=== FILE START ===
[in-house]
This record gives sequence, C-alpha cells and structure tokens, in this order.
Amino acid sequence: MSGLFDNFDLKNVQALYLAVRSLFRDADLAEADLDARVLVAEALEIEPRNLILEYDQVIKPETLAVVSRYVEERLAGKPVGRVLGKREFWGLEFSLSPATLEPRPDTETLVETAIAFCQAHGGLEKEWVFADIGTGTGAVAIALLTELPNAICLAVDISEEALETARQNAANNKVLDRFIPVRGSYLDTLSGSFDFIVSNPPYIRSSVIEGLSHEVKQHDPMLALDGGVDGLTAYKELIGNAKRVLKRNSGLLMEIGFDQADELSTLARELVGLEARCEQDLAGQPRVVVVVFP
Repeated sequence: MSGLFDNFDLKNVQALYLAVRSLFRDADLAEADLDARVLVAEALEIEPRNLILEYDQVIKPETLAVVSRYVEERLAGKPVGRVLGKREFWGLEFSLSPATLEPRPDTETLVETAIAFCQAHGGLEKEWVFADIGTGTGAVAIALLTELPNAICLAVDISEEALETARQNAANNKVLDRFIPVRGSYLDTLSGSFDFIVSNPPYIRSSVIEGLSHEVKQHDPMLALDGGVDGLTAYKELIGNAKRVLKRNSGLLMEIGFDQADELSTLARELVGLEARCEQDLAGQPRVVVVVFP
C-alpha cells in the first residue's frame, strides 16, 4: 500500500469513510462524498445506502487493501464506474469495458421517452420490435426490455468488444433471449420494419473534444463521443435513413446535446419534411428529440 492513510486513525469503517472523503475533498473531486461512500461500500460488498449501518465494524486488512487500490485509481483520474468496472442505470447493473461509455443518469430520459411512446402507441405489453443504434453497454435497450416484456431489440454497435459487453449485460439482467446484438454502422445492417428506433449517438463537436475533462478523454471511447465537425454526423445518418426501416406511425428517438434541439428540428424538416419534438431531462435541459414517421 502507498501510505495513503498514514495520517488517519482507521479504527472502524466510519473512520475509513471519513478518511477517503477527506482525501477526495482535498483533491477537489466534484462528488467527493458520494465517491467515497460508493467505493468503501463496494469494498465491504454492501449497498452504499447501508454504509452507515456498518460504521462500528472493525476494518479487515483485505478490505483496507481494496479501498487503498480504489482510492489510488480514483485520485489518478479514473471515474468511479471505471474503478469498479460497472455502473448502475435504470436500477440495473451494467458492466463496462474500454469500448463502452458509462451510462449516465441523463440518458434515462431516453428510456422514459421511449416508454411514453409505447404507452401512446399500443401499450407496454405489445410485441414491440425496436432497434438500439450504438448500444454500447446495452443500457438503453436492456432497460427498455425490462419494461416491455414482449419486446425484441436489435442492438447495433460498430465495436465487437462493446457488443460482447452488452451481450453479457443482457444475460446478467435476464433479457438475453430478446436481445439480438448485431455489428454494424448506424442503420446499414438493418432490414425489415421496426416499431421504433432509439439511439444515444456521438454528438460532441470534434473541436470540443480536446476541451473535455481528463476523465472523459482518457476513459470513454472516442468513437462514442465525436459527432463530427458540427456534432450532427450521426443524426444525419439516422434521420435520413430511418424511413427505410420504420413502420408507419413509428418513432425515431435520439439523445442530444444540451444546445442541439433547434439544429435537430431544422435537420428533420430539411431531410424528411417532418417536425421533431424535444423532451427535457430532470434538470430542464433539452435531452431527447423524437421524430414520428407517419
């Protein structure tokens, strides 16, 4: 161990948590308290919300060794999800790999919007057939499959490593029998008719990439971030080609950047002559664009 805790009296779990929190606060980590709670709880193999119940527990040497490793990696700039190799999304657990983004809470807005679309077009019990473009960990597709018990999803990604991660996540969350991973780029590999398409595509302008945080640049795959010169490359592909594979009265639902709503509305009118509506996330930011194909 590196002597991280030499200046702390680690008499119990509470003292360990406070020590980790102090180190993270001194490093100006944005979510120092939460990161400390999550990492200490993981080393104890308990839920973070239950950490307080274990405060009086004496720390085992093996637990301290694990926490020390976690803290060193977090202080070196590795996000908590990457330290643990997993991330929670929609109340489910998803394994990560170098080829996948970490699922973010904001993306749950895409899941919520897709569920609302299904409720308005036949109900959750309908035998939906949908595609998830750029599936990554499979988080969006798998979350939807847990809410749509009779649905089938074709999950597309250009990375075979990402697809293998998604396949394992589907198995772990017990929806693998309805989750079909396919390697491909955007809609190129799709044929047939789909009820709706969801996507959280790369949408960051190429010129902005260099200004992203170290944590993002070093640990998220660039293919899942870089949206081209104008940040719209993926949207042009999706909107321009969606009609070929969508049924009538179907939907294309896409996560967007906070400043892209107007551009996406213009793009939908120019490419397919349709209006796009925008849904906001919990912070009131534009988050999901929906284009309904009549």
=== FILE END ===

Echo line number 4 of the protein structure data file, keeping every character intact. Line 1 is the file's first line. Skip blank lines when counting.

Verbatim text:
Repeated sequence: MSGLFDNFDLKNVQALYLAVRSLFRDADLAEADLDARVLVAEALEIEPRNLILEYDQVIKPETLAVVSRYVEERLAGKPVGRVLGKREFWGLEFSLSPATLEPRPDTETLVETAIAFCQAHGGLEKEWVFADIGTGTGAVAIALLTELPNAICLAVDISEEALETARQNAANNKVLDRFIPVRGSYLDTLSGSFDFIVSNPPYIRSSVIEGLSHEVKQHDPMLALDGGVDGLTAYKELIGNAKRVLKRNSGLLMEIGFDQADELSTLARELVGLEARCEQDLAGQPRVVVVVFP